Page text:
College preparations are all consuming - once you graduate from high school, your mind will be invaded by serious thoughts about the year to come. Whether you are frantic with worry or just itching to pack your suitcases and leave the parents' house, there is one more thing you should not miss - summer. Remember how you used to wait for it back in February? Unlike all previous summers you had before, this one should be not only fun but also productive. Of course, summer romance and lazy days on the beach are still an appealing option, but when it's all over, you'll be heading for college. You are lucky because the following to-do list will help you strike a perfect balance between college preparations and having the summer of your life. Ready, set, go!

  • Clean up your wardrobe

It might come as a surprise but your high-school clothes will not be appropriate for college. While there is nothing wrong with smart casual, that terrycloth mini shouldn't move to the dorm with you. Besides, buy a pretty outfit for internship. There probably won't be a better time to do it than this last summer before college. To make it fun, grab a few of your best friends and pretend you are living one of the Sex and the City episodes. Together, it will be easier to decide which T-shirts, dresses, sweaters, and jeans you should keep and which should no longer be in your wardrobe.

Now that you've packed up the clothes you want to take with you to college, what's the next step in the guide for your final pre-college tasks? I say you organize a clothing sale to say farewell to your high-school outfits and generate some cash for new stuff.

I don't know about you but when I was about to go to college, I wanted to reinvent my style and try something completely new. My sister and I decided to hold this super fabulous sale and it turned out to be a huge success! We decorated the house, hung a dozen of cool posters, a few of my friends came around, and I can't tell you how much relieved I felt to get rid of the tons of items I did not need anymore. Frankly, we managed to make some decent money, which also was great to say the least. Of course, a few things didn't sell so I donated them to a local charity. If you happen to like this idea and decide to organize something similar, just remember that a basic marketing campaign (a few Instagram and Facebook posters will do) will bring you a lot of visitors. Time investment is minimal but the result will be far more inspiring.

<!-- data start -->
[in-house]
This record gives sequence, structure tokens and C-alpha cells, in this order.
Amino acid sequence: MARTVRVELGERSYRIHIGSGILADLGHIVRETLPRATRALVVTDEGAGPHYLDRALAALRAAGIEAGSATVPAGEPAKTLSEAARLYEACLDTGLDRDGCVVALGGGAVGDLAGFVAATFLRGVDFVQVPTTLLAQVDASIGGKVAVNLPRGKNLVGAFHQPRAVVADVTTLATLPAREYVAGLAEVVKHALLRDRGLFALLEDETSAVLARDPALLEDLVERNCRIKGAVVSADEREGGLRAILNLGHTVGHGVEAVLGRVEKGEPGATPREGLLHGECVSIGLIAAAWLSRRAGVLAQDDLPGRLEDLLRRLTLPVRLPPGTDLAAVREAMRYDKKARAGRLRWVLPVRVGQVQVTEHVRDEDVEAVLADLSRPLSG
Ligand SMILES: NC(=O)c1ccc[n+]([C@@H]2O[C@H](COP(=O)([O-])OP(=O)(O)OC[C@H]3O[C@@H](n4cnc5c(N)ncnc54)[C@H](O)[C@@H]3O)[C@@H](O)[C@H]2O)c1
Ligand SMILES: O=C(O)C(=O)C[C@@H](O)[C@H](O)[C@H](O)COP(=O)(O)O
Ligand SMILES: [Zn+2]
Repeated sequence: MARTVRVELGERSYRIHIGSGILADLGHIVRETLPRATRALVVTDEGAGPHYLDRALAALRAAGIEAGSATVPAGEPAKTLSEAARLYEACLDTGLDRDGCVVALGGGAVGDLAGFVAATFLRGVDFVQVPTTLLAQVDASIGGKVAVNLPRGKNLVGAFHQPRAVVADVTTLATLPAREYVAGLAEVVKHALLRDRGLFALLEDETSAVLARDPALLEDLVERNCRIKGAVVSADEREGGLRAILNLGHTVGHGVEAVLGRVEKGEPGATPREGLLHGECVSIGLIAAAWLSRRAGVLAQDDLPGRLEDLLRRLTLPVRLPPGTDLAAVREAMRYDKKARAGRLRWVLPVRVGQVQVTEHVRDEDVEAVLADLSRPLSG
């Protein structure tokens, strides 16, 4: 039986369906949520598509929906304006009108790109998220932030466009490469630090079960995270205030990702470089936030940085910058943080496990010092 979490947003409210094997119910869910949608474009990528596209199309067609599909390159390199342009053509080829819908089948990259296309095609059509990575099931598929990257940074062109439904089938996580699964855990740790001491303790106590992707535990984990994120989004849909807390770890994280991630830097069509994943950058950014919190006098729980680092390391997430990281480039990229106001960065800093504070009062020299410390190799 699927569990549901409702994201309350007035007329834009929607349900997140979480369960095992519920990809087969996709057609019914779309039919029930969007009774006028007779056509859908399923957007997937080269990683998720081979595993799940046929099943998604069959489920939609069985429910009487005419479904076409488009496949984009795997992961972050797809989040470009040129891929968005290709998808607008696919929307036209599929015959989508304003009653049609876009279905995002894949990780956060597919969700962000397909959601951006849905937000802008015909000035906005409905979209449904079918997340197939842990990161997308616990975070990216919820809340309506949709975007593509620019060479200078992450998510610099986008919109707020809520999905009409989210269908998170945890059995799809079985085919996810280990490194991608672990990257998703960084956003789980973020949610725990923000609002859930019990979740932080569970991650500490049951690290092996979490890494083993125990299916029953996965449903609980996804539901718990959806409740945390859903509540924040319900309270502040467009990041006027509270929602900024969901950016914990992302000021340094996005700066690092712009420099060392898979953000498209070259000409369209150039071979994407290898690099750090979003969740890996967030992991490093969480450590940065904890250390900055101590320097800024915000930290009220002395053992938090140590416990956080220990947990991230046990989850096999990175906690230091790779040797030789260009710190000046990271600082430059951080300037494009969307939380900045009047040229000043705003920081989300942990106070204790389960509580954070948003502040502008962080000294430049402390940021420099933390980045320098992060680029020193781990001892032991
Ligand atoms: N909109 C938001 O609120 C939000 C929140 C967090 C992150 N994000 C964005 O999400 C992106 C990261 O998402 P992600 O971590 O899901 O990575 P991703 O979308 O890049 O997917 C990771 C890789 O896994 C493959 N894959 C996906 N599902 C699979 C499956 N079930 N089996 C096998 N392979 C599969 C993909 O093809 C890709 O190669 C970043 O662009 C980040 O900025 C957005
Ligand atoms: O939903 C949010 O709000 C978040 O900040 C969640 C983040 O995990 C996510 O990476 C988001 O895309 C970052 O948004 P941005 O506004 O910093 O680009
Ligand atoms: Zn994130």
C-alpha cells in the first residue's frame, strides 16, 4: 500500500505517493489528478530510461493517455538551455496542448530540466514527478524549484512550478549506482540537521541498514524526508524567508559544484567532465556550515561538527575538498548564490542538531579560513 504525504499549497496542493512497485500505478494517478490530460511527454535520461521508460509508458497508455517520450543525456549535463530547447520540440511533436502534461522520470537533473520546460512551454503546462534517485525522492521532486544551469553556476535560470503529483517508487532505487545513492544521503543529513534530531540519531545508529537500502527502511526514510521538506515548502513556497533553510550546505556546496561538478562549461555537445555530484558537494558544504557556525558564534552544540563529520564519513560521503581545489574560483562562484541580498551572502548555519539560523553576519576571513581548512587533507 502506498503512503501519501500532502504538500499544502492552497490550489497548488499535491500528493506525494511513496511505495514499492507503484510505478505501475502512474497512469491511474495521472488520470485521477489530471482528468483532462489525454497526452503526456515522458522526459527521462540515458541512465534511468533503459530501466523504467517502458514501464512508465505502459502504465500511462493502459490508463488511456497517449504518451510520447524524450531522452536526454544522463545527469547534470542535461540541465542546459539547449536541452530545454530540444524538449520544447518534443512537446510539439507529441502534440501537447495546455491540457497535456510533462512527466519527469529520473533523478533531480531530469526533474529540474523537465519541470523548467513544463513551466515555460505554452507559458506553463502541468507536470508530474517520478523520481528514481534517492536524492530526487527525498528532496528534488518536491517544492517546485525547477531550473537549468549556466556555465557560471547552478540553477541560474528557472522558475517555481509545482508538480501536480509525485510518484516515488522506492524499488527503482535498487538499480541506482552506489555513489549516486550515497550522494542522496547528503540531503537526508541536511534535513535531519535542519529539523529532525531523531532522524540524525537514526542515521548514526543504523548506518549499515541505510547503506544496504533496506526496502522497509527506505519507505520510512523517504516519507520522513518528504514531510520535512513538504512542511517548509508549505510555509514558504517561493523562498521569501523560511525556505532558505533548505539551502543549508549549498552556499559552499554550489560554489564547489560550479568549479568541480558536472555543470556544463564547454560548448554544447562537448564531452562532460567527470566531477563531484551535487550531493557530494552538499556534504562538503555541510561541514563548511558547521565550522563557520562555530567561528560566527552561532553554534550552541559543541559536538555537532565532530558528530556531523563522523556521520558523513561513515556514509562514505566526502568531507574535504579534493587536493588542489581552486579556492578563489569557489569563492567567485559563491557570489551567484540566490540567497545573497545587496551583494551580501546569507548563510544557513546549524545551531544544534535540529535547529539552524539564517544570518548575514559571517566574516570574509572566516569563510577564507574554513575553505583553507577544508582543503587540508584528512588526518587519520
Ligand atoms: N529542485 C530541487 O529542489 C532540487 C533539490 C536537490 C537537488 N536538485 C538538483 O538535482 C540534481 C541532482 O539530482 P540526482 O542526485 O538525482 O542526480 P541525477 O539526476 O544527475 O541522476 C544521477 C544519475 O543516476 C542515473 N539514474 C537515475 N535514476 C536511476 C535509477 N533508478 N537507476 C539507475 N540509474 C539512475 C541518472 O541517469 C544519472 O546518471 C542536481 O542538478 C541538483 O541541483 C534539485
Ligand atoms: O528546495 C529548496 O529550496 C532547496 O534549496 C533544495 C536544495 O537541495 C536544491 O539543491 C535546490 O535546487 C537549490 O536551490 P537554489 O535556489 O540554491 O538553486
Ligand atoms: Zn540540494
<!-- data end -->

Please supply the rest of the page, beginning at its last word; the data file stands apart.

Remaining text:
• Get the things right!

Do you know what psychologists recommend their patients to do when they feel depressed? Clean their house. Unbelievable as it may sound, a tidy space can do wonders to your health and well-being. The earlier you start the better. If you start keeping your computer, wardrobe, and your room in order early in summer, by the time you leave for college you'll be a whole new person. In addition, a clean room is aesthetically pleasing (and it'll be easier to find stuff). You can do little things first, like labelling folders or organizing jewelry.

  • Write a CV

It's a popular misconception among students that creating a resume at this point is too early. You might think that there is no need in it if the Common Application didn't ask to include it. Nevertheless, now it might be the best time to at least lay the foundation of your resume. Believe me, you won't have much free time to do it later. A resume is a must have at the early stages of studying (to apply for college career services, for instance) and by no means, you will need it later. Another benefit of creating a resume this early is that you will start thinking about what to put in it. Don't have that much experience and skills yet? Don't worry, you have at least 4 years ahead to catch up! At least now you realize the importance of internships, part-time jobs, and extracurricular activities.

  • Try your chances with your secret high school crush

Do you remember that guy you were secretly crazy about but you did not dare to talk to him because you were too shy? Flirting with him is one of the most important things to do before you go to college. You simply cannot keep avoiding him and here's why. If you cannot make eyes at the guy you will never see again (well, in the best case scenario, you will if the things between you hit up), how will you start dating people in college? You can get the things rolling with liking his topless photos on Facebook and move to talking in person as soon as your confidentiality level rises. Think of it as of a rehearsal of a college dating scene. Just remember that you'll regret it if you don't pluck up the courage and try your luck.

  • Start being active on social media

If social media is not your cup of tea, you should start trying to get used to it now. Being a social media butterfly is absolutely necessary in college. At least create a few accounts in the most popular social networking sites. You might be thinking it's a waste of time but most probably, you will also need it for educational purposes. The professors nowadays are fond of various online tools, so you will need a Facebook account to connect with your college friends and professors.

  • Go to your favorite restaurant